A lot of the time old homes are built with multiple foundations, and over time the soil can have a negative effect on the foundation. In this case, lifting the house and redoing the foundation may be the only option.
When there is a large presence of water or moisture, from a broken or leaky pipe. Sometimes it can be a drainage issue, that pools under the foundation of the building.
Basically, anything that has to do with the foundation will require more money and a professional’s help. But now we’ll go over things you can fix yourself and how.
How to Fix Sloping Floors
A quick way to figure out if your floor is sloping, get a ball and without moving it see what direction it rolls. That will tell you what direction the floor is sloping. The good news, there are many ways to fix it.
One way is to use a floor leveler to even out the slope. A floor leveler is essentially a concrete compound that contains latex. It is really easy to use as it relies on gravity to self-level.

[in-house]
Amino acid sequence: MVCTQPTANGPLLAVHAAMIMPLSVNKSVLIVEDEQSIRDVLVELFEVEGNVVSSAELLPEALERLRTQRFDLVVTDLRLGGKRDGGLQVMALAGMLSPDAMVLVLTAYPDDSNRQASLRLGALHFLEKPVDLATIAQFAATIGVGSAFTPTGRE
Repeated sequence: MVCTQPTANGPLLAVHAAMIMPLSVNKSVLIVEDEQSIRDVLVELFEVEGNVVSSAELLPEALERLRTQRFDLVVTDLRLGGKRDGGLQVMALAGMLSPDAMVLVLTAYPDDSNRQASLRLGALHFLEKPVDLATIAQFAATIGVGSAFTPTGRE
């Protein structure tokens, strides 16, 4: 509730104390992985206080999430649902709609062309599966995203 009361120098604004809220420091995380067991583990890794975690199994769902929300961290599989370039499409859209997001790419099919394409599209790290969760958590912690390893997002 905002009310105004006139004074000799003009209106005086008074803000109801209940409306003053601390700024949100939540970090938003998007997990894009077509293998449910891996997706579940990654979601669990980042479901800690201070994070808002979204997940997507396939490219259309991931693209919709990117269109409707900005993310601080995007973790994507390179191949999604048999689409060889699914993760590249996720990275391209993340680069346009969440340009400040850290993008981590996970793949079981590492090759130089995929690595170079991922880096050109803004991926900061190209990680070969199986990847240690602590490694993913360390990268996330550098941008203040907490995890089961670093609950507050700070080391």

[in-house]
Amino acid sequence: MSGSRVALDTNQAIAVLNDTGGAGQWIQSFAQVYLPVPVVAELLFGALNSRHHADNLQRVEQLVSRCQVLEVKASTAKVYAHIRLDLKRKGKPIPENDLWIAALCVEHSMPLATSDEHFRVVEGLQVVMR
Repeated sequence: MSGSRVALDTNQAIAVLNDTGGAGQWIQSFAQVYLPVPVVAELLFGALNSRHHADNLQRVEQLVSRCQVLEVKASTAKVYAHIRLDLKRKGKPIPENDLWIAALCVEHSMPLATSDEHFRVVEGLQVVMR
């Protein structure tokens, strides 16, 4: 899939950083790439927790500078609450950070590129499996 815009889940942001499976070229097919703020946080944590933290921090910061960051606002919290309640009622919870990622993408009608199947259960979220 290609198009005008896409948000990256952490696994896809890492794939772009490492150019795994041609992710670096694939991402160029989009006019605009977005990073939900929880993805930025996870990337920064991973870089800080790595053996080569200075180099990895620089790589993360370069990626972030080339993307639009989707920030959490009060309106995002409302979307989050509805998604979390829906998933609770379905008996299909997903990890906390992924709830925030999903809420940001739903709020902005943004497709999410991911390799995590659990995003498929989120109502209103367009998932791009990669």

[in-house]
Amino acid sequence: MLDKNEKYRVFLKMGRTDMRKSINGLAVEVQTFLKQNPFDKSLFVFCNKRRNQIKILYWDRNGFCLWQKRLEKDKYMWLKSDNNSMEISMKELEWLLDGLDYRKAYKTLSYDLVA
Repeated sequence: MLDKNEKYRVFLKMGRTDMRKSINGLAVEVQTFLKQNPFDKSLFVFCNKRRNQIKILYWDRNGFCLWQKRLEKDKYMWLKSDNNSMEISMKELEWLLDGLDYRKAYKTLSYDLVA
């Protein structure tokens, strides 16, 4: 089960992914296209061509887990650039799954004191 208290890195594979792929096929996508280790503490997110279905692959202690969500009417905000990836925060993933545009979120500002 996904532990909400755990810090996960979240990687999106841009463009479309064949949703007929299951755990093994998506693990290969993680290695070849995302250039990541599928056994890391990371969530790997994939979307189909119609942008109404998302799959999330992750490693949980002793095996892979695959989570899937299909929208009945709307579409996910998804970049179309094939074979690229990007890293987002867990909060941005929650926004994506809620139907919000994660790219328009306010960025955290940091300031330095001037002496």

Option two is to use shims, which I’ve shared in the video below.
Both options are great, and it’s really up to you and your comfort level.
How to Fix Sagging Floors
If you need to fix a sagging floor you can use a floor patch. It’s a latex-based formula that is great for fasteners and levels of low areas on the subfloor or concrete surfaces.
Floor patches also fill knot holes and cracks.
Here’s a quick video detailing how to do it:
How to fix Uneven Floors with Plywood Subfloor
So before we could install our new vinyl flooring, we had to fix our uneven floors. We did this by installing a subfloor over top of our existing flooring.
List of Materials and Tools
- We used Mahogany Plywood and I am so happy with it.
- Ringed Underlay Flooring Nails
- Circular Saw
- Measuring Tape
Step-by-Step Guide to Laying new Plywood Subfloor
- The first step is to remove your flooring to expose the subfloor. You want to have a clean area, which involves removing any leftover nails, screws, or staples.